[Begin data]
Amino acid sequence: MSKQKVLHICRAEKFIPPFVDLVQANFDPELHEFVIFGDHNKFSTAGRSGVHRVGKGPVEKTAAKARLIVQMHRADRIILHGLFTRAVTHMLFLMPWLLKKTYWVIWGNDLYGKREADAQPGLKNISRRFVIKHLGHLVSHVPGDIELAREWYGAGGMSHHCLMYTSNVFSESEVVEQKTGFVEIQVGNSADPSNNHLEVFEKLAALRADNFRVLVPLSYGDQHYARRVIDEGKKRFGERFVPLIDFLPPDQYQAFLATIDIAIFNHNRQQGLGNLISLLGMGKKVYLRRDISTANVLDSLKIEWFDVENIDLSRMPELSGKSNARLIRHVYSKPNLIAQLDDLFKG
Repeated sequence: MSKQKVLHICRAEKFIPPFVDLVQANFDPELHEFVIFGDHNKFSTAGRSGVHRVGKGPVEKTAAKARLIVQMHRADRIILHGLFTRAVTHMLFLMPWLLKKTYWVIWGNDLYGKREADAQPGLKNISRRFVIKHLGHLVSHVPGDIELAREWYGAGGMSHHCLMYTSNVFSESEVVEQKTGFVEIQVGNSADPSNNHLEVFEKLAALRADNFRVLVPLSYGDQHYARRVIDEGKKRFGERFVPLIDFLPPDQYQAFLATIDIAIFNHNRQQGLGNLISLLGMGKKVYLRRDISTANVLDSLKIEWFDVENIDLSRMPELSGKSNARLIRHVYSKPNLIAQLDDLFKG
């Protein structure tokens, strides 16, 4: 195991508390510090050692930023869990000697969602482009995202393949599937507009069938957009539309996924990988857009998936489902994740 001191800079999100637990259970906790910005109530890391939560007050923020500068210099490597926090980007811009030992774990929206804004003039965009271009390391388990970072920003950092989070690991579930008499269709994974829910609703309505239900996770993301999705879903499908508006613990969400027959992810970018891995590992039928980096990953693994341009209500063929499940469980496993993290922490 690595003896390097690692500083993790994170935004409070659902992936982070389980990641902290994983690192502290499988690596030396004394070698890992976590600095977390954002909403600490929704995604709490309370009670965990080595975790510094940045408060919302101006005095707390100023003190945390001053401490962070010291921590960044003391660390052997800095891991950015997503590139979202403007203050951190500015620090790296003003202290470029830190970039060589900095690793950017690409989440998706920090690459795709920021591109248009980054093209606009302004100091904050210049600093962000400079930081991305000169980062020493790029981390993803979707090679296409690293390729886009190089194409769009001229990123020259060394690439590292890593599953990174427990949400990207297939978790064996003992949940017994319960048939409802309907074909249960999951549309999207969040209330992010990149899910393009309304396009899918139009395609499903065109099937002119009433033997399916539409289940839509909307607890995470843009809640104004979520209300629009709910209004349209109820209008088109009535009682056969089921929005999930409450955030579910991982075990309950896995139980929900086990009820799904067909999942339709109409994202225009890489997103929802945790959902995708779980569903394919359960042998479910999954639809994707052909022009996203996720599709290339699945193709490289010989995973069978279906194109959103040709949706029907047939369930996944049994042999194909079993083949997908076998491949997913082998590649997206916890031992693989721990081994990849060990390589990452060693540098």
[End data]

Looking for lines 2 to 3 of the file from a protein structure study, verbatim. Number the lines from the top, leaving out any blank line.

Repeated sequence: MSKQKVLHICRAEKFIPPFVDLVQANFDPELHEFVIFGDHNKFSTAGRSGVHRVGKGPVEKTAAKARLIVQMHRADRIILHGLFTRAVTHMLFLMPWLLKKTYWVIWGNDLYGKREADAQPGLKNISRRFVIKHLGHLVSHVPGDIELAREWYGAGGMSHHCLMYTSNVFSESEVVEQKTGFVEIQVGNSADPSNNHLEVFEKLAALRADNFRVLVPLSYGDQHYARRVIDEGKKRFGERFVPLIDFLPPDQYQAFLATIDIAIFNHNRQQGLGNLISLLGMGKKVYLRRDISTANVLDSLKIEWFDVENIDLSRMPELSGKSNARLIRHVYSKPNLIAQLDDLFKG
């Protein structure tokens, strides 16, 4: 195991508390510090050692930023869990000697969602482009995202393949599937507009069938957009539309996924990988857009998936489902994740 001191800079999100637990259970906790910005109530890391939560007050923020500068210099490597926090980007811009030992774990929206804004003039965009271009390391388990970072920003950092989070690991579930008499269709994974829910609703309505239900996770993301999705879903499908508006613990969400027959992810970018891995590992039928980096990953693994341009209500063929499940469980496993993290922490 690595003896390097690692500083993790994170935004409070659902992936982070389980990641902290994983690192502290499988690596030396004394070698890992976590600095977390954002909403600490929704995604709490309370009670965990080595975790510094940045408060919302101006005095707390100023003190945390001053401490962070010291921590960044003391660390052997800095891991950015997503590139979202403007203050951190500015620090790296003003202290470029830190970039060589900095690793950017690409989440998706920090690459795709920021591109248009980054093209606009302004100091904050210049600093962000400079930081991305000169980062020493790029981390993803979707090679296409690293390729886009190089194409769009001229990123020259060394690439590292890593599953990174427990949400990207297939978790064996003992949940017994319960048939409802309907074909249960999951549309999207969040209330992010990149899910393009309304396009899918139009395609499903065109099937002119009433033997399916539409289940839509909307607890995470843009809640104004979520209300629009709910209004349209109820209008088109009535009682056969089921929005999930409450955030579910991982075990309950896995139980929900086990009820799904067909999942339709109409994202225009890489997103929802945790959902995708779980569903394919359960042998479910999954639809994707052909022009996203996720599709290339699945193709490289010989995973069978279906194109959103040709949706029907047939369930996944049994042999194909079993083949997908076998491949997913082998590649997206916890031992693989721990081994990849060990390589990452060693540098």